“When the white knight knows so little about his damsel in distress, how does he expect to rescue her? When she turns around and tells him to call her “Ms.” and to stop telling her what to do, will he be outraged at her ingratitude? When she says she’s quite happy wearing a traditional outfit, thank you, but could she please get maternity leave, will he snort in disgust at his charge? When she wraps her head in a veil and stands up for her Islamic prayer, will he throw up his hands at her inability to throw off Islamic slavery? When she says why thank you for your help, but I need my husband out of Guantanamo and my son out of /your/ Musharraf’s jail, and then I’d like to open a Qur’an school for girls—what will he say then? When she says she’s got her own ways of effecting the revolution, and it doesn’t involve selling out brown men to America, will he decide against trying to rescue her after all?”—How Not to Rescue Muslim Women by Shabana Mir
“To accept feminism as a Western concept is in the last analysis to concede the most visible discourses around women’s rights and gender justice as the property of the West and to marginalize the indigenous histories of protest and resistance to patriarchy by non-Western women. Therefore I use the term “feminist” as a description of Muslim women’s activities that are aimed at transforming masculinist social structures. Muslim women and men with feminist commitments need to navigate the terrain between being critical of sexist interpretations of Islam and patriarchy in their religious communities while simultaneously criticizing neo-colonial feminist discourses on Islam. The fact that Muslim women resist both narratives while sometimes moving between their critiques is a consequence of the way in which they are situated within this larger mineﬁeld.”—Sa’diyya Shaikh, “Transforming Feminisms: Islam, Women, and Gender Justice“
“It is no coincidence that so many in the West are affronted by Muslim women's veils: they symbolise the last refusal of Islamic cultures to be stripped and consumed by the Western narcissistic gaze.”—
An interesting piece by Rachel Woodlock
especially during these times, I think that the most important thing for Muslim women to be doing is exactly what men do to be considered “a man,” and that’s fostering independence.
whether it’s considered cultural or religious (or perhaps even both, which is what usually happens with Muslims), daughters are especially treated as delicate entities by which many insist that they should never be harmed by the very harsh world. And yet, people fail to realize that women already battle the harsh world physically, emotionally, and sometimes even mentally.
It’s unfortunate because the double standards cut deeper than the very harsh world many assume women cannot overcome. When young boys graduate any form of schooling, attain their own residence, start collecting their very own income, it’s considered a respectable aspect of their growth. But if women insist, especially if Muslim women insist, to graduate with their PhD, attain their own income, move out before they get married, it’s considered blasphemous and shameful.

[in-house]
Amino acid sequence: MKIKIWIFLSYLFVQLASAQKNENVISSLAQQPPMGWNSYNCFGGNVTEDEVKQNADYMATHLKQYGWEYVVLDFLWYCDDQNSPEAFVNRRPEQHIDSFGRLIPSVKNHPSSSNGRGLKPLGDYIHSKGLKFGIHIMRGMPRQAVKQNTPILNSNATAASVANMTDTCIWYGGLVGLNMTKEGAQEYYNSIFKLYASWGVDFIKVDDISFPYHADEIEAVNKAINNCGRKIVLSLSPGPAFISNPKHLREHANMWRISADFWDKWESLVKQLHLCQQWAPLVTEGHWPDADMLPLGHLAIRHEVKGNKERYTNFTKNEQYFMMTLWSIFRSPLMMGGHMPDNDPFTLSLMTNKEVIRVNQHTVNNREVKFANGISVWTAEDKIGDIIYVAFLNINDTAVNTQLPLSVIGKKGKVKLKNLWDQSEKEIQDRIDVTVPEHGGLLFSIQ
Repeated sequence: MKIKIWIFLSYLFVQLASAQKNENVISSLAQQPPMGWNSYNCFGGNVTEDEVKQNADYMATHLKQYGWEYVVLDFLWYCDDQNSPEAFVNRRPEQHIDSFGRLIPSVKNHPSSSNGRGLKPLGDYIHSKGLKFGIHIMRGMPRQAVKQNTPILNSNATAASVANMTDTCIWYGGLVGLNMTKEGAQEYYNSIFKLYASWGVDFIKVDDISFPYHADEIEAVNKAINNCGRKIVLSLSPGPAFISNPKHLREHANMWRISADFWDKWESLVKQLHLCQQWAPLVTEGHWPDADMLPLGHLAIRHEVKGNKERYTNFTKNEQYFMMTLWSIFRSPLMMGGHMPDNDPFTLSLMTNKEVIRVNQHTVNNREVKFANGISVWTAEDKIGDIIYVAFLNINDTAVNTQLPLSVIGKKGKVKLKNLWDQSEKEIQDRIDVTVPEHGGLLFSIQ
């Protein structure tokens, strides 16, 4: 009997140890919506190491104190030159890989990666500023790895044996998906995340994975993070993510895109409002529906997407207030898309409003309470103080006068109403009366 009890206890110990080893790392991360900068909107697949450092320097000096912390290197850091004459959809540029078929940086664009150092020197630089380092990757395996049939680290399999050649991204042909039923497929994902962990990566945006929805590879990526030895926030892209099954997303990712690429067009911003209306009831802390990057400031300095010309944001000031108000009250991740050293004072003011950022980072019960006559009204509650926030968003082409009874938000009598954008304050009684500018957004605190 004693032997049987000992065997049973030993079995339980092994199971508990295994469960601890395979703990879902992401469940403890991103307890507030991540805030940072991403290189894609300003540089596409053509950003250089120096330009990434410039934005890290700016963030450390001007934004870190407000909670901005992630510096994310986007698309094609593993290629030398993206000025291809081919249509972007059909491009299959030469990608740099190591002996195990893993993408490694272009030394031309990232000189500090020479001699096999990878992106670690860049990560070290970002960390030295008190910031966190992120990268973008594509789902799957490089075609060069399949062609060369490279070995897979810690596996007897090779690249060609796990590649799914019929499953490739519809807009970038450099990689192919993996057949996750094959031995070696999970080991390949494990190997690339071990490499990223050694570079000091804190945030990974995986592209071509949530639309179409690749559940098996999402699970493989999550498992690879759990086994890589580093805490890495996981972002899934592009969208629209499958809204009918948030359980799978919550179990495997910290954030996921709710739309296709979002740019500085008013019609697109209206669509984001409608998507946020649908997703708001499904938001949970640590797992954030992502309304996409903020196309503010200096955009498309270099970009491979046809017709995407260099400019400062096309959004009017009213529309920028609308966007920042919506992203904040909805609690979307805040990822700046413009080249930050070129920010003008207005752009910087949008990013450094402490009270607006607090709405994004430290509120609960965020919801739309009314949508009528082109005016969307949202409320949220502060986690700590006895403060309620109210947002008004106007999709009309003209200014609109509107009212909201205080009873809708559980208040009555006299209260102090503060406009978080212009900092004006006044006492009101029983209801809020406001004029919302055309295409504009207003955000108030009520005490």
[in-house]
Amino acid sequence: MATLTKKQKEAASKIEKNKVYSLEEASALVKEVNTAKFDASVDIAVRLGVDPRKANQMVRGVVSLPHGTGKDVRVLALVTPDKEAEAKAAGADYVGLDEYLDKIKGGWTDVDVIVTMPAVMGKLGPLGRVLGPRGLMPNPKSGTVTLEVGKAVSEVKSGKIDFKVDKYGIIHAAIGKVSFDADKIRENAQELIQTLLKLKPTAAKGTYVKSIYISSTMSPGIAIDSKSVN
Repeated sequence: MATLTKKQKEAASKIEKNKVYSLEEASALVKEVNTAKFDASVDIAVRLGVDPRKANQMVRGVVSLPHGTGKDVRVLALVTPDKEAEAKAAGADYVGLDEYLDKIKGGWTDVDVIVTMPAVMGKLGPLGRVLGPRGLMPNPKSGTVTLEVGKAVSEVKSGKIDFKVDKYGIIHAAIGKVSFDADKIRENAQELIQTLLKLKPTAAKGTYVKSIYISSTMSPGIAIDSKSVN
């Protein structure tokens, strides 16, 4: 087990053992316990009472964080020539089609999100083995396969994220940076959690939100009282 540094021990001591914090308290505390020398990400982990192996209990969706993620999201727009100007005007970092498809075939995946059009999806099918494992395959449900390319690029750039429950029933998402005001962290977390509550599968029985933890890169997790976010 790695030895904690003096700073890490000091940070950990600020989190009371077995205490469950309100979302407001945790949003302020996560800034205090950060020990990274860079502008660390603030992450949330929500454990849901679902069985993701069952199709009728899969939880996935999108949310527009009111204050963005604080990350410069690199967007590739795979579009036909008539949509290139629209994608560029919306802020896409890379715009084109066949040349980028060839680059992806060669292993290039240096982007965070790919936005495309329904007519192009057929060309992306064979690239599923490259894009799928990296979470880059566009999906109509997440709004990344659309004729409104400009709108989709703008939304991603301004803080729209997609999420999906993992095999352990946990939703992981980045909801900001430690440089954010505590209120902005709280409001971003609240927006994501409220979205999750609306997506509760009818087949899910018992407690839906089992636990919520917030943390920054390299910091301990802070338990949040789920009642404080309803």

I wish I can tell you that this isn’t Islamic, but Muslims have made this Islamic (and yet continually forget the life of Khadijah, especially her life before marrying Muhammad). I wish I can tell young girls whom I teach that the intertwining of their ethnic and religious culture does not affect how their decisions for the future will be viewed by others, but it will, and it does.
Tomorrow, if I were to choose to move out, continue with my schooling, put my relationship status on a hold, and work a job that I love, I would be a shame to the family. But if my older cousin were to attain all of these things, he would be considered manly and wise.
So what’s a woman to do? What’s a Muslim woman to do? Follow your heart; follow your head, too; don’t be disappointed at the people who will never come to understand you, and hold tight on to those who care about your ambitions and your dreams. Do what you believe is the best thing for you, and tawakal ‘ala Allah.
“Bigelow, in an interview with Slate, discussed how Osama Bin Laden is captured by Maya, a “liberated Western women,” as though liberation is a phenomenon exclusively available to Western women. Zero Dark Thirty’s brand of faux-feminism espouses the erasure and marginalization of non-Western Muslim women, whom it regards as the oppressed counterparts of terrorists. It, in a none-too-rare action for western feminism of its kind, sacrifices the voices of Muslimahs at the altar of white women doing things.”—Zero Dark Thirty: A Tale of Bias and Burqas at Muslimah Media Watch
“Illiteracy was such a certain fate for women that my grandmother would not believe that women's education was a serious state undertaking. For years she kept waking my sister and me at dawn to get us ready for school. We would explain that school started exactly three hours after her first dawn prayer, and that we needed only five minutes to get there. But she would mumble, while handing us our morning tea: "You better get yourself there and stare at the wonderful gate of that school for hours. Only God knows how long it is going to last." She had an obsessive dream: to see us read the Quran and master mathematics. "I want you to read every word of that Quran and I want you to answer my questions when I demand an explanation of a verse. That is how the qadis [Muslim judges] get all their power. But knowing the Quran is not enough to make a woman happy. She has to learn how to do sums. The winners are the ones who master mathematics." The political dimension of education was evident to our grandmother's generation.”—Fatima Mernissi